Sunday, May 6, 2012

Beer and Food Tasting Event

This weekend we held the first of two beer and food tasting events we donated to benefit the school's fund raising activities. These tastings are always a lot of fun to do, and always a lot of work. Admittedly, I had the easier part. I selected the beers and did a lot of talking about them. Colleen spent the day before, and the morning of, cooking all the food to be served. She also worked in the kitchen to prepare the dishes for serving. Food serving, and clearing between each course, was handled deftly by our son.

I selected beers that were readily available in our area, and represented some of the variety of American Craft beer. Of course, there were many beers I could have included but we did want these folks to go home eventually!

Jomo Lager
Starr Hill Brewery, Crozet, Virginia
Amber Lager (4.6% ABV)
Paired with Artichoke Dip and Tortilla Chips

Prima Pils
Victory Brewing Company, Downingtown, Pennsylvania
German Pilsener (5.3% ABV)
Paired with Cheddar Bacon Bites

Port City Optimal Wit 
Port City Brewing, Alexandria, Virginia
Belgian White Ale (5.0% ABV)
Paired with Peaches and Cream French Toast Casserole

Bell’s Pale Ale 
Bell’s Brewing, Kalamazoo, Michigan
American Pale Ale (5.2% ABV)
Paired with Buffalo Chicken Sliders

Dale’s Old Chub
Oskar Blues Brewing, Longmont, Colorado
Scottish Strong Ale (8% ABV)
Paired with Spicy Beef and Provolone Ciabatta Panini

Flying Dog Wildeman
Flying Dog, Frederick, Maryland
Farmhouse IPA (7.5% ABV)
Paired with Olivada and Mozzarella on French Bread Crostini

Old Rasputin Russian Imperial Stout 
North Coast Brewing Company, Fort Bragg, California
Russian Imperial Stout (9.0% ABV)
Paired with Brownies and Ice Cream

Brooklyn Local 2
Brooklyn Brewery, Brooklyn, New York
Belgian Dark Ale (9.0% ABV)
Paired with Stilton Cheese, Sugared Walnuts, and Pears

I started out with an explanation of the ways in which beer is a superior beverage for pairing with foods, different types of glassware, how to taste and what to look for, and all the usual beer geek stuff. Then we got down to the tasting.

At this event two of the participants were not beer drinkers, and let me know up front they didn't like beer, but I think they gained some appreciation for good beer. (And they spent money to help the school!) I'm happy to say that even the more experienced beer drinkers learned something new, so the afternoon was a success.

One of the most fun parts of doing these tastings is the feedback on the pairings. We can drink beer pretty often, but the opportunity to sit down and really explore how various beers and food work together is a more rare event. And I must admit that the highlight of the whole event was the food. There's no denying that Colleen put together an amazing array of tasty foods.

The Jomo Lager and Artichoke Dip we started off with was a good ice breaker. Nothing extravagant, but a typical pub food combo. Next up was a pairing we had never served previously, but an educated guess said it would work. And it did, very well. The mild smokiness of the Cheddar Bacon Bites complimented the bitter Prima Pils perfectly. That appetizer recipe can be found here. I think everyone was unanimous in selecting this as the best pairing of them all.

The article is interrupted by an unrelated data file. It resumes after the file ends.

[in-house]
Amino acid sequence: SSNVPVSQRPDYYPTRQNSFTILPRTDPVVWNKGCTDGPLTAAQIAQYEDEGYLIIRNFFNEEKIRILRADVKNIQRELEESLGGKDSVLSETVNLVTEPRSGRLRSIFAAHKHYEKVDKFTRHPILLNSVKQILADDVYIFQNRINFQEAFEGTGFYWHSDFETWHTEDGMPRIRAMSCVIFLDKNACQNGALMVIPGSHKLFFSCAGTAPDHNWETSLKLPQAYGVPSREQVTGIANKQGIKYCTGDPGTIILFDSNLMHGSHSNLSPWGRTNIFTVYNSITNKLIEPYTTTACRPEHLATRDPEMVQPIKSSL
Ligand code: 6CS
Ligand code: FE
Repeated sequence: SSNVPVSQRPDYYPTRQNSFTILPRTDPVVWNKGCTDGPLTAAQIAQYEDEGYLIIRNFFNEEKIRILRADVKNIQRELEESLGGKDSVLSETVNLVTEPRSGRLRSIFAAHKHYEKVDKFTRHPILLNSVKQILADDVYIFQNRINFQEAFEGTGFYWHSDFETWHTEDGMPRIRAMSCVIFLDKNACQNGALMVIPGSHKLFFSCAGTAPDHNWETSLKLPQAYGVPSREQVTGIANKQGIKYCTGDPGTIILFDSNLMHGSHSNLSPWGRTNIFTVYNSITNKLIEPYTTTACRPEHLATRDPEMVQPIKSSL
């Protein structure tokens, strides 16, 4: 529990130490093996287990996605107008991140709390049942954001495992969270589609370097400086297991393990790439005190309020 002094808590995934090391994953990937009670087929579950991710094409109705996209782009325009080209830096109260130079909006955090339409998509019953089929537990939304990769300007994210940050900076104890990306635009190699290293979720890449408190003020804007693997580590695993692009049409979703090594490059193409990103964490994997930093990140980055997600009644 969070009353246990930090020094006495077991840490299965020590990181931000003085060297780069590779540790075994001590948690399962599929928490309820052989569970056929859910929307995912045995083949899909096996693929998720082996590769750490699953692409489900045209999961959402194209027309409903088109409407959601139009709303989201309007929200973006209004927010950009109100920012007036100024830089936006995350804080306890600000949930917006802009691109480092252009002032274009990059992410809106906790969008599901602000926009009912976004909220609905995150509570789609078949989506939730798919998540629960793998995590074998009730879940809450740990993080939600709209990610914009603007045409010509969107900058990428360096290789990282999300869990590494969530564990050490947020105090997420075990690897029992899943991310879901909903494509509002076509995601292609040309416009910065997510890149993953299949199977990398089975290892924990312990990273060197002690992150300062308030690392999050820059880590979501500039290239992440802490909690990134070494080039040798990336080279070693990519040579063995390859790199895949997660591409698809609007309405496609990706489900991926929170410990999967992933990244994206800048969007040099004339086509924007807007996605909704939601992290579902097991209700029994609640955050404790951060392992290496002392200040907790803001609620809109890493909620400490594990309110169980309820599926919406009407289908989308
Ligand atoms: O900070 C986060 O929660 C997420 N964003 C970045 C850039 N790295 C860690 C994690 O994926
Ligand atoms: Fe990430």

The Optimal Wit paired with the Peaches and Cream French Toast Casserole was inspired by a Christmas breakfast I enjoyed a few years ago. This was another winning combination; check out the recipe here. The Buffalo Chicken Sliders are a Musings favorite, easily one of the most popular blog posts on this site. The Old Chub and Panini combination worked well. The spicy beef had been slow cooked with a brown ale. That was quickly followed with the Wildeman Farmhouse IPA and Olivada. This one didn't work as well as I had hoped. We may have to adjust this course to use a traditional Saison-style beer as we have in the past.

We typically close with a surprise dessert of a stout and ice cream float. However this time we paired Russian Imperial Stout with a homemade brownie served à la mode. The vanilla ice cream with the stout worked exceptionally well. Interestingly the brownie was a bit too "tame." I think a touch of bitter dark chocolate melted on top would have been just the trick.

Finally the Brooklyn Local #2 course. This refreshing dish was a very fine finish to the event. Folks seemed pleasantly surprised at the lighter flavor profile of the dark Belgian ale. The blue cheese and sugared walnuts complimented the dark fruit of the beer quite well. Food preparation finished, this is when Colleen was also able to come into the dining room and enjoy a class of Local 2 herself.

We finished off with some coffee and more conversation. It was a fun afternoon packed with good beer and good food. Colleen's recipes were in demand and she's promised to share them with the folks at the tasting. As I sat down afterwards to write down some notes, while the afternoon was still fresh in my mind, I had a full belly, but was already considering opening another good beer. I think I needed one to sip in silence to unwind.

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